Suppose you were transported back to the late Cretaceous, what is the probability that you would see a Tyrannosaurus? That depends on a large number of factors, and to simplify, I shall limit myself to T Rex. There were various Tyrannosaurs, but probably in different times and different places. As far as we know, T Rex was limited to what was effectively an island land mass known as Laramidia that has now survived as part of Western North America. In a recent edition of Science, a calculation was made, and it starts with the premise, known as “Damuth’s Law” that population density is negatively correlated with body mass through a power law that involves two assignable constants, plus the body mass. What does that mean? It is an empirical relationship that says the bigger the animal, the fewer will be found in a given area. The reason is obvious: the bigger the animal, the more it will eat, and a given area has only so much food. Apparently one of the empirical constants has been assigned a value of 0.75, more or less, so now we are down to one assignable constant.

If we concentrate on the food requirement, then it depends on what it eats, and what it does with it. To explain the last point, carnivores kill prey, so there has to be enough prey there to supply the food, AND to be able to reproduce. There has to be a stable population of prey, otherwise the food runs out and everyone dies. The bigger the animal, the more food it needs to generate body mass and to provide the energy to move, however mammals have a further requirement over animals like snakes: they burn food to provide body heat, so mammals need more food per unit mass. It also depends on how specialized the food is. Thus pandas, specializing on eating bamboo, depend on bamboo growth rates (which happens to be fast) and on something else not destroying the bamboo. For Tyrannosaurs, they presumably would concentrate on eating large animals. Anything that was a few centimeters high would probably be safe, apart from being accidentally stood on, because the Tyrannosaur could not get its head down low enough and keep it there long enough to catch it. The smaller raptors were also probably safe because they could run faster. So now the problem is, how many large animals, and was there a restriction? My guess is it would take on any large herbivore. In terms of the probability of meeting one, it also depends on how they hunt. If they hunted in packs, which is sometimes postulated, you are less likely to meet them, but you are in more trouble if you do.

That now gets back to how many large herbivores would be in a given area, and that in turn depends on the amount of vegetation, and its food value. We have to make guesses about that. We also have to decide whether the Tyrannosaur generated its own heat. We cannot tell exactly, but the evidence does seem to support the fact that it was concerned about heat as it probably had feathers. The article assumed that the dinosaur was about half-way between mammals and large lizards as far as heat generation goes. Provided the temperatures were warm, something as large as a Tyrannosaur would probably be able to retain much of its own heat as surface area is a smaller fraction of volume than for small animals.The next problem is assigning body mass, which is reasonably straightforward for a given skeleton, but each animal starts out as an egg.  How many juvenile ones were there? This is important because juvenile ones will have different food requirements; they eat smaller herbivores. The authors took a distribution that is somewhat similar to that for tigers. If so, an area the size of California could support 3,800 T. Rex. We now need the area over which they roamed, and with a considerable possible error range and limiting ourselves to land that is above sea level now, they settled on 2.3 + 0.88 million square kilometers, which, at any one time would support about 20,000 individuals. If we take a mid-estimate of how long they roamed, which is 2.4 million years, we get, with a very large error range, that the total number of T. Rex that ever lived was about 2.5 billion individuals. Currently, there are 32 individual fossils (essentially all are partial), which shows how difficult fossilization really is. Part of this, of course, arises because fossilization is dependent on appropriate geology and conditions. So there we are: more useless information, almost certainly erroneous, but fun to speculate on.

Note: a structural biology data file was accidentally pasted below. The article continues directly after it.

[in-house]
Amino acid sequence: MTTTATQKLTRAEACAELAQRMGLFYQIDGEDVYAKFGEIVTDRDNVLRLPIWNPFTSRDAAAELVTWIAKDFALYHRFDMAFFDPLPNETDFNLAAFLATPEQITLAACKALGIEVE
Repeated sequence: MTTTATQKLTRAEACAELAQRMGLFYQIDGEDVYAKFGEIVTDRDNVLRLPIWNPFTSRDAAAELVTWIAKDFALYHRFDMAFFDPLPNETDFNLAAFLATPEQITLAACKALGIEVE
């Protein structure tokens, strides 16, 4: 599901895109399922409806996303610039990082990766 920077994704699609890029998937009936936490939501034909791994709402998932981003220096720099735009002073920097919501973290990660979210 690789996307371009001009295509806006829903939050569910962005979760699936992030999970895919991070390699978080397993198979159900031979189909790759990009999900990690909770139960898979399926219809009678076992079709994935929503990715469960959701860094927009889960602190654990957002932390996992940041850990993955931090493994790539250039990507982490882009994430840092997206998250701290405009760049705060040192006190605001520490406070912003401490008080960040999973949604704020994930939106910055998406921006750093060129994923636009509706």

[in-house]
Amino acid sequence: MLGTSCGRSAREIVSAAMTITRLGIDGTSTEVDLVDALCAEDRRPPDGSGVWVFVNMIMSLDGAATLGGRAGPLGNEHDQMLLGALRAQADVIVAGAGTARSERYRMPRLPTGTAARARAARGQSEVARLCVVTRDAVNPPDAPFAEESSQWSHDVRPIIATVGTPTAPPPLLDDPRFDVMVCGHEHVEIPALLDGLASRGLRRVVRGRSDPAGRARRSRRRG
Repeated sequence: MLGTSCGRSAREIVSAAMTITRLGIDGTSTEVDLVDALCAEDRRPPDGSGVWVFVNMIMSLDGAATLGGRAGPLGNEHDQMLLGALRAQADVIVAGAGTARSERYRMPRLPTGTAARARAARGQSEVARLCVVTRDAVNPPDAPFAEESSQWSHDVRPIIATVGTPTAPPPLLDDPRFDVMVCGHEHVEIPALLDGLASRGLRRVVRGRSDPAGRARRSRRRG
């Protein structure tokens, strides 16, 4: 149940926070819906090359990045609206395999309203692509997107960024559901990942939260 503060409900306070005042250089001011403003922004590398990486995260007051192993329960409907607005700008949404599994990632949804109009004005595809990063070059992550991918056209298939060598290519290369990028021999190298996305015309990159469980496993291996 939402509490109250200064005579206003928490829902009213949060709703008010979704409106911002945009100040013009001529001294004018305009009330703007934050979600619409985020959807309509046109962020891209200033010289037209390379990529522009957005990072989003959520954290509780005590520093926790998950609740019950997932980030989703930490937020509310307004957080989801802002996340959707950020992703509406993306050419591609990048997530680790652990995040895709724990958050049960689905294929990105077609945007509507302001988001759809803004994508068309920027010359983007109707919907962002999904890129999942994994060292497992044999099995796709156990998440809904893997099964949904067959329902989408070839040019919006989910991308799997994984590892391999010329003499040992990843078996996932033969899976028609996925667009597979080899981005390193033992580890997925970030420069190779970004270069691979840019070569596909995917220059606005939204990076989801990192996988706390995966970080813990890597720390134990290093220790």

Microplastics

You may have heard that the ocean is full of plastics, and while full is an excessive word, there are huge amounts of plastics there, thanks to humans inability to look after some things when they have finished using them. Homo litterus is what we are. You may even have heard that these plastics degrade in light, and form microscopic particles that are having an adverse effect on the fish population. If that is it, as they say, “You aint heard nothin’ yet.”

According to an article in the Proceedings of the National Academy of Science, there is roughly 1100 tons of microplastics in the air over the Western US, and presumably there are corresponding amounts elsewhere. When you go for a walk in the wilderness to take in the fresh air, well, you also breathe in microplastics. 84% of that in the western US comes from roads outside the major cities, and 11% appear to be blowing in from the oceans. They stay airborne for about a week, and eventually settle somewhere. As to source, plastic bags and bottles photodegrade and break down into ever-smaller fragments. When you put clothes made from synthetic fibers into your washing machine, tiny microfibers get sloughed off and end up wherever the wastewater ends up. The microplastics end up in the sludge, and if that is sold off as fertilizer, it ends up in the soil. Otherwise, it ends up in the sea. The fragments of plastics get smaller, but they stay more or less as polymers, although nylons and polyesters will presumably hydrolyse eventually. However, at present there are so many plastics in the oceans that there may even be as much microplastics blowing out as plastics going in.